6. Try out kayaking or stand-up paddle boarding.

7. Plan an adventure, big or small. A cycling or backpacking trip, a long hike, an adventure race with friends.

8. Just start walking. In your neighborhood, near your office (or maybe to your office), in parks and on trails. At the beach.

PERSONAL RESPONSIBILITY FOR NUTRITION

For many guys, marketers’ stereotype is true. Your wife or significant other mainly decides what food’s in the house. Nutrition-focused media and advertising thus mainly ignore you.

If you’re like many, you’re more attentive to what you put into your car, how you feed your lawn, or what kind of light bulbs you use…than you are to what you put into your body.

Meanwhile, every day there’s further evidence food is one of the best medicines out there for all kinds of health issues, big and small. Or one of the worst poisons: e.g., obesity-related diseases continue growing, and people refer to sugar as the new tobacco.

Even if you’re just focused on appearance, most people find exercise alone is not enough to really change how you look. Especially at our age. You need to add strong nutrition into the mix, dude.

So, please start paying attention to things you need to know about nutrition, and participate in household food choices. For basics of a sound approach, start here.

Friendly Challenge #2: During the next six months, target at least one positive nutrition improvement (add a good-for-you thing into your diet). And at least one removal or reduction of a bad-for-you thing (sugar, white flours, high-saturated-fat foods are good places to start).

TAKE ACTION for behavior change

Fitness and nutrition sometimes get stuck in an ever-receding self promise of “I’ll start being better about this stuff soon.”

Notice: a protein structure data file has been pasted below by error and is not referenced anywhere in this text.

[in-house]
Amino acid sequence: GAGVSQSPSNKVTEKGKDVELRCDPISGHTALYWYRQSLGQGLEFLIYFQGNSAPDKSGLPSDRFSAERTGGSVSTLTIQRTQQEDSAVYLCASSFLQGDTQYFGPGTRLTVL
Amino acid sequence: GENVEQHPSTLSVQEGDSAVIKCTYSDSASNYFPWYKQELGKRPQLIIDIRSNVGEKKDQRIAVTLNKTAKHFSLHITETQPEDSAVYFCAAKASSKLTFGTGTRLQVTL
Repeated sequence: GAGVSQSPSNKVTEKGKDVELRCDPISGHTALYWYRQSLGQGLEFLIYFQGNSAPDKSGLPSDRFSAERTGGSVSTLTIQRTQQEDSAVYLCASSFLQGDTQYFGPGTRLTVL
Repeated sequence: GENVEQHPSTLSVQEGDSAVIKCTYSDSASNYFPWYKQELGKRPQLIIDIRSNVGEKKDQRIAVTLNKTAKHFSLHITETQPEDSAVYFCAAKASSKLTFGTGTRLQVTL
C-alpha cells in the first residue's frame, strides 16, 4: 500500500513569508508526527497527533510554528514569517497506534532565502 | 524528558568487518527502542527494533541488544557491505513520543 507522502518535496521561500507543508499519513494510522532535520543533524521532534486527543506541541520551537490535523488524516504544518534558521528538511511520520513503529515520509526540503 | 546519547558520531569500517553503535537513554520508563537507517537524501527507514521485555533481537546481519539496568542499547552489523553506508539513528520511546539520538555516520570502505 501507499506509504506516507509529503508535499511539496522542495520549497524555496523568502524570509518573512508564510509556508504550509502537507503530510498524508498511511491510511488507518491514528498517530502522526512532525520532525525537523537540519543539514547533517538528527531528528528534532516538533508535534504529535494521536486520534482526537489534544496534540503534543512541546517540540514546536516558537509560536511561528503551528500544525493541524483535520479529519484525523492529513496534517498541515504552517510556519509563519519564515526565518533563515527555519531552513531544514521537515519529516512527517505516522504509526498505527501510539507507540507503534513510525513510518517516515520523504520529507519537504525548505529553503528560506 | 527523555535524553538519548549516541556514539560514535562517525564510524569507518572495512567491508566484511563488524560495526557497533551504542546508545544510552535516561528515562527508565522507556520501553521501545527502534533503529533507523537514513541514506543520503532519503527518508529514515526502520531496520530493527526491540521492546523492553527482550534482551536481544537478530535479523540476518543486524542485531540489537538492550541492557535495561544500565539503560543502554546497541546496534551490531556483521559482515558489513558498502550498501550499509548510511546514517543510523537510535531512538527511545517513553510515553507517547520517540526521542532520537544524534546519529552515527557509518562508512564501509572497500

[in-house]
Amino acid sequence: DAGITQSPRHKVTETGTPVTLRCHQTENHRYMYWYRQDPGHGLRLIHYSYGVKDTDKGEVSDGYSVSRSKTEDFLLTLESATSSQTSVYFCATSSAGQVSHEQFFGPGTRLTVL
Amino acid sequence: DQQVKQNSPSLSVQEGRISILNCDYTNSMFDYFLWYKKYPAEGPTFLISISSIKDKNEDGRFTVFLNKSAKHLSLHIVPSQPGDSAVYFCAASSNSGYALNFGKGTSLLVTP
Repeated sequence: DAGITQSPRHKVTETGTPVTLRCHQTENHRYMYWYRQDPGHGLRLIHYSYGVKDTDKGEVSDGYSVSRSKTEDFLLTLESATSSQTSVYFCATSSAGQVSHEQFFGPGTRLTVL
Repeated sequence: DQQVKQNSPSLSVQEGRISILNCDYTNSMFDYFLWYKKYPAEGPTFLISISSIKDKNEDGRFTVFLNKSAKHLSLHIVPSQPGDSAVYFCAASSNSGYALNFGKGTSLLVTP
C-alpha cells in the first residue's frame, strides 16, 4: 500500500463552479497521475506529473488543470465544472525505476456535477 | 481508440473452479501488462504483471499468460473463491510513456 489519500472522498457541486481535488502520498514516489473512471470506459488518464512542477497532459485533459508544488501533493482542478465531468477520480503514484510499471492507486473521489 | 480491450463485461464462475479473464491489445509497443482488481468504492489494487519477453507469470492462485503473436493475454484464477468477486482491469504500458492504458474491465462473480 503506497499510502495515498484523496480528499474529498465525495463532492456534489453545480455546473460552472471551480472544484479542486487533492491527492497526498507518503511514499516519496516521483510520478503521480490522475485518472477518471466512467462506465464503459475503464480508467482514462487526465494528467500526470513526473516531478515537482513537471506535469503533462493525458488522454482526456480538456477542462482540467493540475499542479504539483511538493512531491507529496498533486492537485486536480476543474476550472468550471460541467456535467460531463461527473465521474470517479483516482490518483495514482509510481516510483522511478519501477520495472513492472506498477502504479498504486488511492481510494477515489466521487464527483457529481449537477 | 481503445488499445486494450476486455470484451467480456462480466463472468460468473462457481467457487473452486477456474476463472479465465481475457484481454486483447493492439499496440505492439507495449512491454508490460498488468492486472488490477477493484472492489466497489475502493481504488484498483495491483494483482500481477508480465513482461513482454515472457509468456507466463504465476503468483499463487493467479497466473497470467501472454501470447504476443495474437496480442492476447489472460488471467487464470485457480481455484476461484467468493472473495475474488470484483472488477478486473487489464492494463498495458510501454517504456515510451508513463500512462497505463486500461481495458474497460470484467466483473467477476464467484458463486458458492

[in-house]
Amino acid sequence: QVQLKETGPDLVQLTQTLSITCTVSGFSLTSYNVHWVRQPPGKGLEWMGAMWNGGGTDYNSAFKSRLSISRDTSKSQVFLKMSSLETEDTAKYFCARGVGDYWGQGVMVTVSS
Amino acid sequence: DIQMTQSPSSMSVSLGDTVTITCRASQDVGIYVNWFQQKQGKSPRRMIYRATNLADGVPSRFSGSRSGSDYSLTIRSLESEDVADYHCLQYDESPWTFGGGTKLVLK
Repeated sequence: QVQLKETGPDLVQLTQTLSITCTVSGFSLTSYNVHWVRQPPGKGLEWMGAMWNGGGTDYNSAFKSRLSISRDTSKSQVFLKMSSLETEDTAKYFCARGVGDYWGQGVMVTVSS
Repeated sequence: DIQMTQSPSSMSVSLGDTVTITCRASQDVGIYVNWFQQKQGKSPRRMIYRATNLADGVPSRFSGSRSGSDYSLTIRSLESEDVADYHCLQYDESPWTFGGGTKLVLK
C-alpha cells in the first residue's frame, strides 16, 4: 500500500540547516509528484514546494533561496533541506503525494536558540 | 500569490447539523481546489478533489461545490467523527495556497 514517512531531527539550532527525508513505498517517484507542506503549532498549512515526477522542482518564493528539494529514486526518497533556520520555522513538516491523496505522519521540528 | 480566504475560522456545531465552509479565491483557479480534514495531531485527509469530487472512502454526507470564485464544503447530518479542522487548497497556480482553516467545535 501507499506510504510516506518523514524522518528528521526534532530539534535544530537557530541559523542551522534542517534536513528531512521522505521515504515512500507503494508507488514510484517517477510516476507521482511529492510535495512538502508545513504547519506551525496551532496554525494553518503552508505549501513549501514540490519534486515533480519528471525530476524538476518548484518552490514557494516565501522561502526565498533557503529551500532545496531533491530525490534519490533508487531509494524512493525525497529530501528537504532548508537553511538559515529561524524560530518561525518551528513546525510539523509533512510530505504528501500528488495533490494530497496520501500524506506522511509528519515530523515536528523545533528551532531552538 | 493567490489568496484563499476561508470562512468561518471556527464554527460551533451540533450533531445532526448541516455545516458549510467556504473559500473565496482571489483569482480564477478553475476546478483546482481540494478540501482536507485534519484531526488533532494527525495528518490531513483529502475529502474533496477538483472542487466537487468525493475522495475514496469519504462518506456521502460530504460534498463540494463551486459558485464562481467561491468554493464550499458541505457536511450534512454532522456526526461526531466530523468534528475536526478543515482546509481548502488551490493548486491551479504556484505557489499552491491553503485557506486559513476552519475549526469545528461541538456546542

It’s easy to understand why. With life being busy, there always seems to be a reason why today is not convenient to undertake a new activity, or to plan and make changes to food you eat. And it doesn’t seem like a big deal to have a little more time go by before you focus on health.

So, many of us might say to that marketing person who steers ad dollars away from us, “I’m not set in my ways or dependent on someone else’s decision-making forever…I’m just in that mode right now.”

But it gets harder to make these positive changes the more time goes by, man. And meanwhile, depending on whether you want to frame this negatively or positively (I’ll do both): there’s damage being done…OR, opportunities being missed.

Given human nature, sometimes it’s more motivational to prove other people wrong, than it is to be right ourselves. So if thinking about it this way helps light a fire…let’s prove those marketers WRONG, guys.

 

“Doesn’t have a point of view, knows not where he’s going to. Isn’t he a bit like you and me? Nowhere man please listen, you don’t know what you’re missing. Nowhere man, the world is at your command.” (The Beatles, Nowhere Man – click to listen)